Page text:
COLUMBUS, OHIO (AP) - If underclassmen really do learn how to act by mimicking the veteran players, then the Ohio State Buckeyes are in pretty good hands with Mike Brewster in the huddle.
In addition to being the block of granite around which the offense pivots, Brewster is also the team's emotional and spiritual leader.
Consider the 6-foot-5, 305-pounder the go-to guy for the Buckeyes, whether it's telling others how to pick up a weakside blitz or the best way to handle the bad news that has continually blindsided the Ohio State program the past 10 months.
"Brewster's huge," said Buckeyes sophomore tailback Carlos Hyde, who has started all of two games in his career. "He tells me who I'm going to block. He plays a big part out there on the offense.
"When Brewster's out there playing good, then everybody else is playing good."
The big center with the crewcut is also the poster boy for how interim coach Luke Fickell wants the Buckeyes to react in the midst of NCAA suspensions, allegations and investigations.
"Mike's done an unbelievable job of handling it, and understanding the situation," Fickell said, "and what we need to do for this team to be successful."
And now Brewster is headed home. He's from Orlando, Fla., and figures to be in the middle of a lot of critical moments when the 17th-ranked Buckeyes play at Miami on Saturday night.
It's one more opportunity for him to prove to a freshman that there's no need to be wary of that big, hostile crowd at Sun Life Stadium. Or to show those outside the program that he's still proud to wear the uniform and be a Buckeye despite all the recent embarrassments and broadsides.
"After everything we've gone through, it's got to a point now where I feel like nothing can break us," he said this week. "We have gone through so much, we have handled so much, we just keep getting closer (together). At this point, nothing can affect us."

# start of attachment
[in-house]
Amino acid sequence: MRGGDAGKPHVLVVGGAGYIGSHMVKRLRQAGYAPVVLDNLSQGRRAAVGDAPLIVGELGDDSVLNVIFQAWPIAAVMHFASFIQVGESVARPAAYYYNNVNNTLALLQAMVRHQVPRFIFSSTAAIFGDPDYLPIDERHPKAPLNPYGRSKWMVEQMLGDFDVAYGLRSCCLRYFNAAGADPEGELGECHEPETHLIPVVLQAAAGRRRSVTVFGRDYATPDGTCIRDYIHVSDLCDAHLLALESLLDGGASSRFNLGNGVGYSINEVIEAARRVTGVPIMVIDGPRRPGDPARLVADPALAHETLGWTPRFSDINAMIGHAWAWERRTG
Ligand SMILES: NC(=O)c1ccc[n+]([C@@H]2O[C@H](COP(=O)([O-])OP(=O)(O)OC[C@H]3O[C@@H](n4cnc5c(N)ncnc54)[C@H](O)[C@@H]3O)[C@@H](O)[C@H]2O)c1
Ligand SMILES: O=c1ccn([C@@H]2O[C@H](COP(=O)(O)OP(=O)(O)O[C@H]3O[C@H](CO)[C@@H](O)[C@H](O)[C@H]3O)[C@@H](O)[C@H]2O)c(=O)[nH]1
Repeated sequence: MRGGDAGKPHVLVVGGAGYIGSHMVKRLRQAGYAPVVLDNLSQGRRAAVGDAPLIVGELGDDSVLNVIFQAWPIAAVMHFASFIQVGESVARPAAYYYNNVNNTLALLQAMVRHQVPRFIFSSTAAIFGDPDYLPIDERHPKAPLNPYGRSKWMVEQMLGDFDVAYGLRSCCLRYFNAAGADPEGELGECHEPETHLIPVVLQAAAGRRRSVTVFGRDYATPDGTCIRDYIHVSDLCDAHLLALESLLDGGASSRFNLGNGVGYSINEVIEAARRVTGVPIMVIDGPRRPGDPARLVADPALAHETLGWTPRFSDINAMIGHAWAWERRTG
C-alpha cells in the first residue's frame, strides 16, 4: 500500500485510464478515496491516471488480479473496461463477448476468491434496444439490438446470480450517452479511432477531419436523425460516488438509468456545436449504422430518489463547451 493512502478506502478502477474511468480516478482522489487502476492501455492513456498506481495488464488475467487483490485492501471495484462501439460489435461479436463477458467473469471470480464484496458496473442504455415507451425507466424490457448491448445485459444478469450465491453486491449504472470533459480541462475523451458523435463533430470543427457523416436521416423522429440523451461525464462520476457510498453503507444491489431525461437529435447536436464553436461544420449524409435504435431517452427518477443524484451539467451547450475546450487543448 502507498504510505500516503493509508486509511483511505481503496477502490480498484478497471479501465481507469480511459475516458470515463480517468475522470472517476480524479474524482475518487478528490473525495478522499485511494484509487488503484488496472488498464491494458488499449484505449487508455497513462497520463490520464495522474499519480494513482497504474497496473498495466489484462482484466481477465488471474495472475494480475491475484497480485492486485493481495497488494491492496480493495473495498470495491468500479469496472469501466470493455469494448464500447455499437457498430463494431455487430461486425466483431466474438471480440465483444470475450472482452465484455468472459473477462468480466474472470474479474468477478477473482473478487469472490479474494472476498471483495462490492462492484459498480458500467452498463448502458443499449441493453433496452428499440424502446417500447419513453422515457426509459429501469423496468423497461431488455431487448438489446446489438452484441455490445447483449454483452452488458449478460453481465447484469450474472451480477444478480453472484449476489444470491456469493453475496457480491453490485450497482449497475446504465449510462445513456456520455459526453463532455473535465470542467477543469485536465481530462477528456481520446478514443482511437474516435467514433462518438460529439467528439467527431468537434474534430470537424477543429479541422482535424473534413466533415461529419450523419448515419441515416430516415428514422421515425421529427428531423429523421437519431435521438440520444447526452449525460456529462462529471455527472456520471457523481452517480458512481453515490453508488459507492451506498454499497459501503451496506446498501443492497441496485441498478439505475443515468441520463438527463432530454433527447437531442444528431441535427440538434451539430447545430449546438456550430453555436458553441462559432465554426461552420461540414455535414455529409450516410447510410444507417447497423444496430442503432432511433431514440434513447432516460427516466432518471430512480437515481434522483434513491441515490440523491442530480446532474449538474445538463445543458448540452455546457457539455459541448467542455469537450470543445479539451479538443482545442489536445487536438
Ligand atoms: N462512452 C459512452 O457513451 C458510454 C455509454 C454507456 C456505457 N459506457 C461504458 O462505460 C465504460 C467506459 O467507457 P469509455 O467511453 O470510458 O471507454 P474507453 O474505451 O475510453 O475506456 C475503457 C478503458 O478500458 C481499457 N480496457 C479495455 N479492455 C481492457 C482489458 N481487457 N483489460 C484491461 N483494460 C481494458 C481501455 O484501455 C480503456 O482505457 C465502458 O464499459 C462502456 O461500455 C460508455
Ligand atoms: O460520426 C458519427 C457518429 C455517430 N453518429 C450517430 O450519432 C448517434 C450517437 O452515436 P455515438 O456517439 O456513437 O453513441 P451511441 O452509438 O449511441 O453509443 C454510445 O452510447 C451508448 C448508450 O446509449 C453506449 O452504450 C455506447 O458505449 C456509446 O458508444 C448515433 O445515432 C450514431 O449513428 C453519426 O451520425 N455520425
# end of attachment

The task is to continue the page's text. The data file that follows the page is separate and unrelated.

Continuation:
Words like that can sound hollow when they come from someone who hasn't walked the walk.
But Brewster has been a leader since he first came to Ohio State from Edgewater High School, 38 starts ago. He took over the center job on the first unit as a freshman and two years later was a Rimington Trophy finalist. It's no secret that he'll be a prized commodity at the next level, where durable, smart and physical centers can be the linchpin of an NFL offensive line for a decade.
He's already mastered the more cerebral part of his job.
"One of the things we're blessed with is Michael is probably one of the best centers in the country at recognizing the blitz," right tackle J.B. Shugarts said, "and telling us what to do to pick it up."
Right now, Brewster is concentrating on everything working out when he returns to the Sunshine State.
"I have some friends coming to the game, people have been contacting me and saying they are going to be down there," he said, the tone of his voice remaining flat and his expression staying the same. "I'm very excited to get to go home."
Still, the Communications major talks as if he's more worried about Ohio State's typical mob of fans at road games holding up their end of the bargain than about how the Buckeyes play.
"I'm curious to see how many Buckeye fans will be there," he said, "and what the atmosphere will be like."
He's confident without being brash, sure of himself without being cocky.
Those are valuable traits on a young team that was battered by NCAA revelations and is in dire need of a centered, solid spokesman.
"We need to have a good week of practice. We all need to be on the same page, have our checks in, make sure the assignments are clean, kind of get out there for a series and get comfortable and get everything moving in the right direction," he said, going down a mental checklist. "This team has handled itself very well this offseason and even in the first couple of weeks with the stuff we have had to go through.
"So to be honest, I'm not worried about it."
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